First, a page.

SAN DIEGO (KGTV) – San Diego County coronavirus cases are surging, and with the rise in cases, many local hospitals are seeing an overflow of patients in their emergency rooms looking to get tested for COVID-19
Local health experts said more than half of the county’s hospitals are on diversion, which means they are so full they cannot accept additional patients.
Dr. Joshua McCabe, the Director of Emergency Services at Sharp Memorial Hospital, told ABC 10News the diversion plan is a common procedure to give medical staff time to catch up with the demand.
When it comes to Sharpe HealthCare facilities, McCabe said test positivity rate was 5-7 percent over a week ago. As of Dec. 29, Share HealthCare saw a 27.4 positivity rate.
Overall, the county is seeing a spike in COVID-19 cases. More than 3,600 cases were reported on Dec. 29 -- the last time San Diego County saw similar numbers was in January.
McCabe said with previous variants of the virus, Sharp was seeing patients with more severe symptoms and those who needed intensive care.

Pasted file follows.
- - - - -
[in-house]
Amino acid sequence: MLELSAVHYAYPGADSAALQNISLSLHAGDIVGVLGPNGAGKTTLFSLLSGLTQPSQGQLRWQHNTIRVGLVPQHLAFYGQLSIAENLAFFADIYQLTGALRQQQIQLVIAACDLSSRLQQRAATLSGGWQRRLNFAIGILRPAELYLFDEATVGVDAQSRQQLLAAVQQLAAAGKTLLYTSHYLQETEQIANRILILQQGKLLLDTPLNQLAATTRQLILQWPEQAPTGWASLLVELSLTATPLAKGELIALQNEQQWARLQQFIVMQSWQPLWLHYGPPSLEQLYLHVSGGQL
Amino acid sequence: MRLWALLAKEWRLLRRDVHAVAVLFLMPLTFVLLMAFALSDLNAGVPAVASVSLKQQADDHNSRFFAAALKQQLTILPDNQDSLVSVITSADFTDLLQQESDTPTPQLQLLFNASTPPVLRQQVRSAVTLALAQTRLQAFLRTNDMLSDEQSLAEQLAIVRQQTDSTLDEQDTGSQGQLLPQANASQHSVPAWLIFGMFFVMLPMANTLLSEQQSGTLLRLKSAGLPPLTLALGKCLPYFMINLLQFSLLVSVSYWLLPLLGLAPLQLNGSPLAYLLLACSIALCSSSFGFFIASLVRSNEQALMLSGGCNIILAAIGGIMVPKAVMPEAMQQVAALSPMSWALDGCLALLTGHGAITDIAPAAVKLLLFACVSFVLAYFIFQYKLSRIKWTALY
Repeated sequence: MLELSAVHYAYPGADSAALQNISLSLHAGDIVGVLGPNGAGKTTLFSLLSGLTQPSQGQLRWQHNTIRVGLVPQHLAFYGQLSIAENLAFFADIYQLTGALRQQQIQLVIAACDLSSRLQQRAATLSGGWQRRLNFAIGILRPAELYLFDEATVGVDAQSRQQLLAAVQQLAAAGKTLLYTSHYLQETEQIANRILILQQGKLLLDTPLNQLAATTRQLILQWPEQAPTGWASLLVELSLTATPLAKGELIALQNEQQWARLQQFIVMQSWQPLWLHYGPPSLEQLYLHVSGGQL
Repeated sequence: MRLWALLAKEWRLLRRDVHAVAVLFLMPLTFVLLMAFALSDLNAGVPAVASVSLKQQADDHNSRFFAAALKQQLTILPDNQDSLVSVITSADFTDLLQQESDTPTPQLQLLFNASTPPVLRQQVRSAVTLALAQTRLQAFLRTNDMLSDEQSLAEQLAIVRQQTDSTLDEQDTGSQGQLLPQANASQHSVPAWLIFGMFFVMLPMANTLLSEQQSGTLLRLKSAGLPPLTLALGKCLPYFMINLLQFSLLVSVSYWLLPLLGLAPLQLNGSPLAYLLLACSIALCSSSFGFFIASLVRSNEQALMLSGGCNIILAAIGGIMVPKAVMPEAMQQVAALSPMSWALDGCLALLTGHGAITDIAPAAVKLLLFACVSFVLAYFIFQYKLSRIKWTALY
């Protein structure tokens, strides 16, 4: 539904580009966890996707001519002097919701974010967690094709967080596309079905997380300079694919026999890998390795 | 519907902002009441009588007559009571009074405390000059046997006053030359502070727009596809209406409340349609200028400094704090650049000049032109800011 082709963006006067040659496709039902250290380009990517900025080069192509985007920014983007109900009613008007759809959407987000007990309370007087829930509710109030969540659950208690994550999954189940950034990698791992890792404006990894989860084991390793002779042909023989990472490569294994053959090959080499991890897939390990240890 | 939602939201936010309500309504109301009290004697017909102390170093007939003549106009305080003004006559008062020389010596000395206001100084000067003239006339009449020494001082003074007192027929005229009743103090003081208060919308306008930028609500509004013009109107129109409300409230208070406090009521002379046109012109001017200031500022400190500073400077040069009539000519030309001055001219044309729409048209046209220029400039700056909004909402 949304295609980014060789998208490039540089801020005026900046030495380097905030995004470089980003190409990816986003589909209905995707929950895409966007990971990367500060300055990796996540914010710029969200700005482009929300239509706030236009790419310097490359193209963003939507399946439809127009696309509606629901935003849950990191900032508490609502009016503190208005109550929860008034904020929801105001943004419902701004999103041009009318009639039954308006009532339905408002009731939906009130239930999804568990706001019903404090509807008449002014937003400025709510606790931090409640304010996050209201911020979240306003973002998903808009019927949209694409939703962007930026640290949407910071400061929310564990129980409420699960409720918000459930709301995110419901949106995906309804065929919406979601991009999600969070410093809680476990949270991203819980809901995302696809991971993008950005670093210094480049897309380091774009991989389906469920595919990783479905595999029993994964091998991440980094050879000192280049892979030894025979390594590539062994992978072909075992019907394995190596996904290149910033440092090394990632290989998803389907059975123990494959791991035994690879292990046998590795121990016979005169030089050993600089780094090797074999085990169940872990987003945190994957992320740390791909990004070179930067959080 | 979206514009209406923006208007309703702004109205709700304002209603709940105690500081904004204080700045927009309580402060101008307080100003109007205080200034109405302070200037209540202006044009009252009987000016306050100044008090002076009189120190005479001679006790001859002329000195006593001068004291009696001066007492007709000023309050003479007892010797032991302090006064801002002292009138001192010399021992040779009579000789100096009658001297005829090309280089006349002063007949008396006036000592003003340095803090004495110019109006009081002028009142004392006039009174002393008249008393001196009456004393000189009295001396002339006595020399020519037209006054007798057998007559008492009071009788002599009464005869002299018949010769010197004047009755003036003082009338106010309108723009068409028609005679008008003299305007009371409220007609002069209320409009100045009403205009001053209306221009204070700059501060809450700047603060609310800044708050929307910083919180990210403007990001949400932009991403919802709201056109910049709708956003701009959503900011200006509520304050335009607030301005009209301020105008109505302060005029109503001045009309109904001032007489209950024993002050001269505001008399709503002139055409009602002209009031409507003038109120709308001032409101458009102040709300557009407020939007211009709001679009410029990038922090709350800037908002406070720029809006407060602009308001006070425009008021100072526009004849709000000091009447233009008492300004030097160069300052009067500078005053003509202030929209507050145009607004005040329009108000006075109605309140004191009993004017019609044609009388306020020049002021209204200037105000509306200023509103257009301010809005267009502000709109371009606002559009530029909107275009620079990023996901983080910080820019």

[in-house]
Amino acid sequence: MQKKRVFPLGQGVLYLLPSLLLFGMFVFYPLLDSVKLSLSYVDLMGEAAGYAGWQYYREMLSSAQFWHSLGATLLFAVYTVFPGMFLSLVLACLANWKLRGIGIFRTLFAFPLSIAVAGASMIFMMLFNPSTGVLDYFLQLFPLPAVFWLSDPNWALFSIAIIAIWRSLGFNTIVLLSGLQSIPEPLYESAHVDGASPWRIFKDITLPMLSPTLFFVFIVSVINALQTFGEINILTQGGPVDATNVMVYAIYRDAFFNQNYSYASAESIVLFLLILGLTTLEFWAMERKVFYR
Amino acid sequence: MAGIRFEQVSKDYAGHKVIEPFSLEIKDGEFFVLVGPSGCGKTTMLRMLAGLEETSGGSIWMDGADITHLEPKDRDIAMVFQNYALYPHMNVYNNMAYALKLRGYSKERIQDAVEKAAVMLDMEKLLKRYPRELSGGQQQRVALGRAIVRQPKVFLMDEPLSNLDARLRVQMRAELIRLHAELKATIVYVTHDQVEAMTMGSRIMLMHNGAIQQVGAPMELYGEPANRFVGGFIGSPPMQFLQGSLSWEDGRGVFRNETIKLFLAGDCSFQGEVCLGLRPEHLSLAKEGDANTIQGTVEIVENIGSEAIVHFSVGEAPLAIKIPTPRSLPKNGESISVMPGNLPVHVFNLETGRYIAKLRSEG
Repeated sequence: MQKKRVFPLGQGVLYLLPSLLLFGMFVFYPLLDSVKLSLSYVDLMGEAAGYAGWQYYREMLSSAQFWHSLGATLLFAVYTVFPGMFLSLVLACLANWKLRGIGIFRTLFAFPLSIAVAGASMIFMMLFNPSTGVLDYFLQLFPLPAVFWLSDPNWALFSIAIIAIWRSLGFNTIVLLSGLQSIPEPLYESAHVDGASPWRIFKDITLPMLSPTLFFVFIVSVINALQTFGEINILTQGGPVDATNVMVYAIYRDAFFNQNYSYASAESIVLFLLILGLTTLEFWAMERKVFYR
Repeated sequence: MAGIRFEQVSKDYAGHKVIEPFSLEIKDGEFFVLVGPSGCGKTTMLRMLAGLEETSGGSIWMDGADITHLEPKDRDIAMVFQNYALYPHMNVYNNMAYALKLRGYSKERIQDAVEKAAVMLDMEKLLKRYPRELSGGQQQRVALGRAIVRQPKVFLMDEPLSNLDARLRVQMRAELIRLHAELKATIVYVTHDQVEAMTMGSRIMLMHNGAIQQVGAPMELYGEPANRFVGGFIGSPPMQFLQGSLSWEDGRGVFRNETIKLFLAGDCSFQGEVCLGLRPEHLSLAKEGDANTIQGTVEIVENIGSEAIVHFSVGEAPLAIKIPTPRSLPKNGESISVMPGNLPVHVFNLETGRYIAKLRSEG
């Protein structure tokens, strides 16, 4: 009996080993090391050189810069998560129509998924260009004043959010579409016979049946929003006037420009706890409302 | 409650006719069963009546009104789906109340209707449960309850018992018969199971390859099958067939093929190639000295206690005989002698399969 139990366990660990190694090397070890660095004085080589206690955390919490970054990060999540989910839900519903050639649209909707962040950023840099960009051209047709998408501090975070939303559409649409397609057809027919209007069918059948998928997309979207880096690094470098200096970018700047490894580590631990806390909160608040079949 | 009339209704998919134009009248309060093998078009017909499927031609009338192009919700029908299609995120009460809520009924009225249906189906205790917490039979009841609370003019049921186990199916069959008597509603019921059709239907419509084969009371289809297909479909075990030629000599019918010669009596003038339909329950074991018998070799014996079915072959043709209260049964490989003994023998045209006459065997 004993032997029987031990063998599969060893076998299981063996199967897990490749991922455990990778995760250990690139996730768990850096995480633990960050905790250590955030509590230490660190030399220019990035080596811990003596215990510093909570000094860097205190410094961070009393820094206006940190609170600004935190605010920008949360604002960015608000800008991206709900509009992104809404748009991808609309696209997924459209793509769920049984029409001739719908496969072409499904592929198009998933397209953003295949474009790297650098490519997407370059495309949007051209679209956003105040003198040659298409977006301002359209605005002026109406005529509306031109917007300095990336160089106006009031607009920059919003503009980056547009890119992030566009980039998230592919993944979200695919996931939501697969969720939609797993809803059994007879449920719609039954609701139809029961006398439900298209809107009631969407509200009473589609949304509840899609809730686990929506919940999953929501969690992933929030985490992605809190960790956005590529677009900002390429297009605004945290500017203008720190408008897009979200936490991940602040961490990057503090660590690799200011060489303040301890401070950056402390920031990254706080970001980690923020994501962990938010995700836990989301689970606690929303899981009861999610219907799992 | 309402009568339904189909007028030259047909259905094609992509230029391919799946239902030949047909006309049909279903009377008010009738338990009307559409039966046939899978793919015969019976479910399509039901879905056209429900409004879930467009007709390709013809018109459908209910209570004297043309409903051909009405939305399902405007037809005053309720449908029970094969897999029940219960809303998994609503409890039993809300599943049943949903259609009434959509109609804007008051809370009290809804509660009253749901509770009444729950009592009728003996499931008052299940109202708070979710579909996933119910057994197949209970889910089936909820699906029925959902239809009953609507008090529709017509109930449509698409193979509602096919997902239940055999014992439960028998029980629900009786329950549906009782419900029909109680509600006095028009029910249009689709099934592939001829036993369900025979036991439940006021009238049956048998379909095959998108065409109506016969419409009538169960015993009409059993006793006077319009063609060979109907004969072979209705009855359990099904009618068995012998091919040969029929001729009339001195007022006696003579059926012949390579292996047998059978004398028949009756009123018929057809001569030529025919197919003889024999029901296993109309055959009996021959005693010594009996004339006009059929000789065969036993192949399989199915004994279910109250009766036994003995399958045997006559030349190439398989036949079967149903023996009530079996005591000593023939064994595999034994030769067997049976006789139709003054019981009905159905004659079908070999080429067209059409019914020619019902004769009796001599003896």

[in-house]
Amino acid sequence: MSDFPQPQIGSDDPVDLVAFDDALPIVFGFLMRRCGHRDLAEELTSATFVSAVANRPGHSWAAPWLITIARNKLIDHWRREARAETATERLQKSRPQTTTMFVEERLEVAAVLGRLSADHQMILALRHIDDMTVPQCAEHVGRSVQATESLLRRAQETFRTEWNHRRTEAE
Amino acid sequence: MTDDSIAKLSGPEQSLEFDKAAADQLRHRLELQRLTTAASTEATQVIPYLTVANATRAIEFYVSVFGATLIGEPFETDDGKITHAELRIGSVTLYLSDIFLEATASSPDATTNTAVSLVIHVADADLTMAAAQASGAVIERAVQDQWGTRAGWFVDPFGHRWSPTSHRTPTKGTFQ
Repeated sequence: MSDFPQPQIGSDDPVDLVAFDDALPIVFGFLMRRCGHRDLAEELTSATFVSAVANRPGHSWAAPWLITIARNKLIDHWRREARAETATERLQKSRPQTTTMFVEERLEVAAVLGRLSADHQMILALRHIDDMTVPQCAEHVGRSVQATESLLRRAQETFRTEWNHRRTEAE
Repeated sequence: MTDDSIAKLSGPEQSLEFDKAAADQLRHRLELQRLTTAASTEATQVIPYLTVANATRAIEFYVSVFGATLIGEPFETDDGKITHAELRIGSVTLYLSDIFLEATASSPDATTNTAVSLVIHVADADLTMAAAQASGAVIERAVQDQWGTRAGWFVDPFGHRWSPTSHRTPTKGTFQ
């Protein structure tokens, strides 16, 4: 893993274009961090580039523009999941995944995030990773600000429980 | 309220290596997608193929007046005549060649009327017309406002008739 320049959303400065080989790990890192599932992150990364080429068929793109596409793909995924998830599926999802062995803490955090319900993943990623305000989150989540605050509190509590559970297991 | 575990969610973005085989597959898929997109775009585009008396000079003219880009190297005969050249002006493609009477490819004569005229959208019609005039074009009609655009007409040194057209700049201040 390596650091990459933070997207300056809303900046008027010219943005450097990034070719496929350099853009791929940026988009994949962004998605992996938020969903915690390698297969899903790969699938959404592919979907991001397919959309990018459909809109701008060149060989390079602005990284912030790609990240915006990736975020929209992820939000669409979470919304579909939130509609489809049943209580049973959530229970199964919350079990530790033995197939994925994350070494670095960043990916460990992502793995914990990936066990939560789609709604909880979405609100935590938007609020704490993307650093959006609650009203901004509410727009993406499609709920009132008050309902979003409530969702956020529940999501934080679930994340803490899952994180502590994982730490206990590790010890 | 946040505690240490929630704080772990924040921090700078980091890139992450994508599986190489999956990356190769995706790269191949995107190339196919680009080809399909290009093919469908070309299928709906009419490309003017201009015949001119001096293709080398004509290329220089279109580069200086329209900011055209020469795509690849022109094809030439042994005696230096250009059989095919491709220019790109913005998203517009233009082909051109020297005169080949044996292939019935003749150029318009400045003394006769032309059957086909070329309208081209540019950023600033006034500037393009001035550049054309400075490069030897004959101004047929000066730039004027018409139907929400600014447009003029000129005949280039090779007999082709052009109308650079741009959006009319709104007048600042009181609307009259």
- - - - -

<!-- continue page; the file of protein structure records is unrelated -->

Now, Sharp facilities are seeing patients enter ERs, but they are able to be seen and discharged.
“We do our best to discharge as many as we can or admit the patients that need to be admitted so we can remain open. It’s fair to say our emergency departments in San Diego County are severely impacted by omicron and by the wave of patients that we’re seeing from this pandemic,” McCabe said.
The delta variant remains the most common variant in San Diego County, with more than 17,000 cases reported since mid-April. Omicron has just 91 confirmed cases in the county, but the time period measured began on Dec. 3. There have been no deaths from omicron reported in the county and one hospitalization, the county Health and Human Services Agency reported.
City News Service contributed to this report